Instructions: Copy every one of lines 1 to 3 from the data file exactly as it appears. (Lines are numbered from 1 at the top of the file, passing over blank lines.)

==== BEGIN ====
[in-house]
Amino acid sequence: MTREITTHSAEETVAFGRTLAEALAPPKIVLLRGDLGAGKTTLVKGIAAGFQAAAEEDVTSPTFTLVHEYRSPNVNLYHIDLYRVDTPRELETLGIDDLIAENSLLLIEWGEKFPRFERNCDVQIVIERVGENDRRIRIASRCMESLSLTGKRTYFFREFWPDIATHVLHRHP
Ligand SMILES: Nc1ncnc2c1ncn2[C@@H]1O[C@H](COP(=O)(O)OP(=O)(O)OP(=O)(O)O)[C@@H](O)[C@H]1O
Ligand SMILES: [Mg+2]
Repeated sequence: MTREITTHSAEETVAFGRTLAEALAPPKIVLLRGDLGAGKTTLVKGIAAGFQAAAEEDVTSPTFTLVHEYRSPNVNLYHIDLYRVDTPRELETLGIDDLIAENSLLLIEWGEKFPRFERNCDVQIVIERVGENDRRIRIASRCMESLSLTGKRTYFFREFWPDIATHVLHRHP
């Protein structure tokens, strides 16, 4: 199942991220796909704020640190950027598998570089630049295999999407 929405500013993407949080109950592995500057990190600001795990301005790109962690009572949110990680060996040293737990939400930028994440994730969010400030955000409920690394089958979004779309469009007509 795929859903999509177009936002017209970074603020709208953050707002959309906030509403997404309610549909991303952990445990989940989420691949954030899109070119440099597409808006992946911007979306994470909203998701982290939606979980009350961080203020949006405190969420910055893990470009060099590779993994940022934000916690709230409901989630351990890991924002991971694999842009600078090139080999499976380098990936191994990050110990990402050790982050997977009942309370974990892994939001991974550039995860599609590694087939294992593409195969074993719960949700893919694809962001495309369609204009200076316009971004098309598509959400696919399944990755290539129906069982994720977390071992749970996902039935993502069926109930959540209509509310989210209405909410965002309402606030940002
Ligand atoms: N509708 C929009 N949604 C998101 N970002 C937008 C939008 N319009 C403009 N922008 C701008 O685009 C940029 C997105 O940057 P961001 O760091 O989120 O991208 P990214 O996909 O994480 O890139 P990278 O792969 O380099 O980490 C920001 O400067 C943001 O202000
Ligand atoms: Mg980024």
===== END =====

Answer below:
[in-house]
Amino acid sequence: MTREITTHSAEETVAFGRTLAEALAPPKIVLLRGDLGAGKTTLVKGIAAGFQAAAEEDVTSPTFTLVHEYRSPNVNLYHIDLYRVDTPRELETLGIDDLIAENSLLLIEWGEKFPRFERNCDVQIVIERVGENDRRIRIASRCMESLSLTGKRTYFFREFWPDIATHVLHRHP
Ligand SMILES: Nc1ncnc2c1ncn2[C@@H]1O[C@H](COP(=O)(O)OP(=O)(O)OP(=O)(O)O)[C@@H](O)[C@H]1O